To maintain a leading position in the Polish electricity market BOT Elektrownia Belchatow has adopted a strategy for capacity development, which entails comprehensive modernisation of Belchatow units 3 to 12, starting in 2007 – with the aim of enabling them to reach 320 thousand hours of operation, ie to operate until around 2035 – plus construction of the new unit, as described in the main article.
The strategy, which assumes maintenance of high power production capabilities in association with optimal utilisation of available coal deposits (about 1 billion tonnes of lignite) in the Belchatow and Szczercow open cast mines, can be summarised as follows:
• Construction of the new 858 MW power unit, with commercial operation scheduled for October 2010. This represents the largest investment of its kind yet in Poland. In 2001, official acceptance from the Ministry of the Treasury was obtained to commence a project to build a new 833 MW power unit. The capacity was subsequently increased to 858 MW, thanks to improved plant integration by EPC contractor Alstom. The tender procedure began in 2002 resulted in the selection of the Alstom consortium. The design was approved in 2005 and a construction permit issued. Construction work began in October 2006. The power plant will use best available technology (BAT), as required under IPPC, and will also fulfil the requirements of the EU Large Combustion Plant directive. First synchronisation with the Polish national grid is anticipated in February 2010. The project includes a new transmission link to the system switching station in Trebaczew.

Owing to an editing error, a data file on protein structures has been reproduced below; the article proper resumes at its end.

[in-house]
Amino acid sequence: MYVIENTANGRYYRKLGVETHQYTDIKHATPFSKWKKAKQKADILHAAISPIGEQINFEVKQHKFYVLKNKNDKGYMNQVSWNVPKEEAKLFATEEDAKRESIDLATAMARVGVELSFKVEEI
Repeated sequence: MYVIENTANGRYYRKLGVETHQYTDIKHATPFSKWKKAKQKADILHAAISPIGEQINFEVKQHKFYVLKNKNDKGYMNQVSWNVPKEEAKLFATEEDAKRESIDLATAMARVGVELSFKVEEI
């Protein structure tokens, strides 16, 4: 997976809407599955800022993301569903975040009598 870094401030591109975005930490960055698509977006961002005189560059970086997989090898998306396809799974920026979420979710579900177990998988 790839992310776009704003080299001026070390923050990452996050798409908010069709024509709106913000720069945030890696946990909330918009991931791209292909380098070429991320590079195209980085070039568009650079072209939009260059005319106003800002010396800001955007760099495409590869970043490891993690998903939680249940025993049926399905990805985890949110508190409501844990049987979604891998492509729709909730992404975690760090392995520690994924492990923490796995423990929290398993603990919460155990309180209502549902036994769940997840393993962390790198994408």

• Reconstruction and modernisation programme. Refurbishment of units 1 and 2 (which do not have FGD) was done in 2004 and 2005, while modernisation of units 3-12 will be done according to the following schedule: unit 3 in 2007, unit 4 in 2009, units 5 and 6 in 2010, units 7 and 8 in 2011, units 9 and 10 in 2012, and units 11 and 12 in 2013. The basic goals of the modernisation process include: extension of the operating lifetime of units 1 and 2 (to 2016) and of units 3-12 (to 2030-2035); improvement of operating performance; reduction in environmental impact, including compliance with EU Directive 2001/80/EC; and increase in turbine-generator unit power from 370 MW to 380 MW.
The total investment cost (new build plus refurbishment) is 1.6 billion euro, with banks providing 880 million euro. The project won the Euromoney/Project Finance award for best European power deal of 2006.
The new unit and the refurbishment programme are in line with BOT Elektrownia Belchatow’s policy of striving to continuously upgrade and improve its power technology assets. The management system is also being continuously improved. The power plant holds a PCBC and IQNet certificate for an Integrated Management System for Quality, Environment, Occupational Safety and Information Security (IMS-ISO), compliant with the requirements of the PN-EN ISO 9001:2001, PN-N-18001:1999, PN-EN ISO 14001:1998 and PN-I-07799-2.